Bullet Buffet – Free Fire

Director Ben Wheatley brought his latest film Free Fire to the ADIFF last week (the Audi Dublin International Film Festival, if you’re not into your abbreviations.) The film has already been seen at a bunch of other festivals, but it seemed appropriate for Wheatley to bring this film back to this side of the atlantic. With him, Wheatley brought the Irish actors who feature in the film, Cillian Murphy, Jack Reynor and Patrick Bergin.

It’s actually become something of a pilgrimage for Wheatley of recent years: he brought High Rise to last year’s festival (yep, went to that as well) and Sightseers made an appearance back in 2012, a much smaller affair in the great scheme of things. Wheatley has moved from humble beginnings, and based on the Q&A after this screening, it seems that people liked it.

Except for the woman clearly dragged by her man-friend sat next to us who sighed vocally through the film and then stood up and walked out after one question of the Q&A: I don’t think she liked it.

It’s the 1970s and Northern Irish paramilitaries Chris (Cillian Murphy) and Frank (Wheatley-regular Michael Smiley) are in the US for an arms deal. The deal’s been brokered by Brie Larson’s Justine, and they’ve brought locals Bernie and Stevo (Enzo Cilenti and Sam Riley) to load up he trucks. The teams are perfectly balanced when the buyers meet the sellers at an abandoned warehouse: dealers Vernon (Sharlto Copley) and Martin (Babou Ceesay) are accompanied by Armie Hammer and they’ve brought their own goons to do the heavy lifting (Reynor and Noah Taylor as Harry and Gordon.) It’s an arms deal: you didn’t think that was going to go smoothly, did you?

Events begin to spiral as egos soar on both sides: Vernon’s mouthy South African larger-than-life personality grates against Chris and Frank’s stoicism, especially when he’s brought different guns than they wanted, while Harry and Stevo clashed at a club the night before. With both sides convinced they’ve been played and set up by the other, things get trigger-happy very fast as a slow burn becomes an over-the-top performance of machismo.

There’s a lot of similarity here to many a Quentin Tarantino film, but Wheatley’s work here is solid enough that such comparisons aren’t wholly fair: Wheatley maintains his own British black humour throughout, a stark contrast to Tarantino’s embrace of Americana. In fact, Wheatley’s cast use a number of different voices, not all of them their own native accent: Cillian Murphy maintains an Irish accent (even if its not his own); Reynor and Riley (from Ireland and the UK) flirt with the whole cast throwing in turns of phrase to give the film an international feel. (Wheatley admitted in the Q&A afterwards that the film was actually shot in the UK, near to his own home, and its a testament to him and the rest of the production team that the film feels so natural because of that. He also mentioned that he and wife Amy Jump played with the script throughout to ensure that, even actors putting on accents, sounded natural in their delivery.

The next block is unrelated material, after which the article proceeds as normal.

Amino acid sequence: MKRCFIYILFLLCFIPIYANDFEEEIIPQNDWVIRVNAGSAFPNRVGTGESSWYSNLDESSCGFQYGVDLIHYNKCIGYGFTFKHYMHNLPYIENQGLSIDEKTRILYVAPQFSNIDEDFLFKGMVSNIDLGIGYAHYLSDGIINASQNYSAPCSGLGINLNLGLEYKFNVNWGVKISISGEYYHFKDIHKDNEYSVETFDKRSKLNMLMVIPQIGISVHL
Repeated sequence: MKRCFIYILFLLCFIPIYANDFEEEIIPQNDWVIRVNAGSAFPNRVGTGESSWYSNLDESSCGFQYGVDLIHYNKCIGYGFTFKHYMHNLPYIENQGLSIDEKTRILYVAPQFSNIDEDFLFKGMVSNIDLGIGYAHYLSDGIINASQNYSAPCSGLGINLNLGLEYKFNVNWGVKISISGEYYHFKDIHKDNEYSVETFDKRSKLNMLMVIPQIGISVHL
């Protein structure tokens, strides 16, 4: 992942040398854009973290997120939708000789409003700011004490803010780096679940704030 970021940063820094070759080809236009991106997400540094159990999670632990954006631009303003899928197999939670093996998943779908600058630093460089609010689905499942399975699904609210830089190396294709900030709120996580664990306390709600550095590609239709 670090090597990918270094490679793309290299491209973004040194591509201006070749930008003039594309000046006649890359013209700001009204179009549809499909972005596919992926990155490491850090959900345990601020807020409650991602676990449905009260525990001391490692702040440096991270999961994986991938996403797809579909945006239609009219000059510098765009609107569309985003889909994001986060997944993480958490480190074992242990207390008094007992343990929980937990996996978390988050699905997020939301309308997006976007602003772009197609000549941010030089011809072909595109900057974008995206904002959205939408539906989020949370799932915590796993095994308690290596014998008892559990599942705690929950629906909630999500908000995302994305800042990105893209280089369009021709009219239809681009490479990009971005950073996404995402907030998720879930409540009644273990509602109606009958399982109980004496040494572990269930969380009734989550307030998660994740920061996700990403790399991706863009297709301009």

Despite the film’s premise, this isn’t really a tense thriller: all of the characters are set up as terrible people (they’re at an arms deal, remember) so there aren’t exactly any characters that has just been caught in a terrible predicament and we are routing for. Instead, the film keeps its humour brutally dark, favouring surrealist humour from the characters and their personalities than any quirky accents used to give a moment’s relief from tension (I’m thinking here specifically of Mike Myers’ appearance in Inglourious Basterds. )

The beats and characters movements are amazingly choreographed: with such a large cast of characters, everyone gets decent amounts of screen time, each of them having something substantial to do at any different time. If any characters feel ignored or forgotten, there’s good reason, with sufficient pay-off when Wheatley’s eye returns to them.

Wheatley also gets the most from a surprisingly large cast: Hammar and Copley chew scenery every time they appear, but keep things low-key to maintain an ensemble where everyone gets at least one scene to shine.

Wheatley hasn’t put a foot wrong yet, and as his cast and budget grow with each film, he continues to keep things fresh and fascinatingly interesting. In some ways, I’m looking forward to see how his career goes from here, but that’s not entirely fair: the guy’s making amazing films right now, so you don’t need to look too far.

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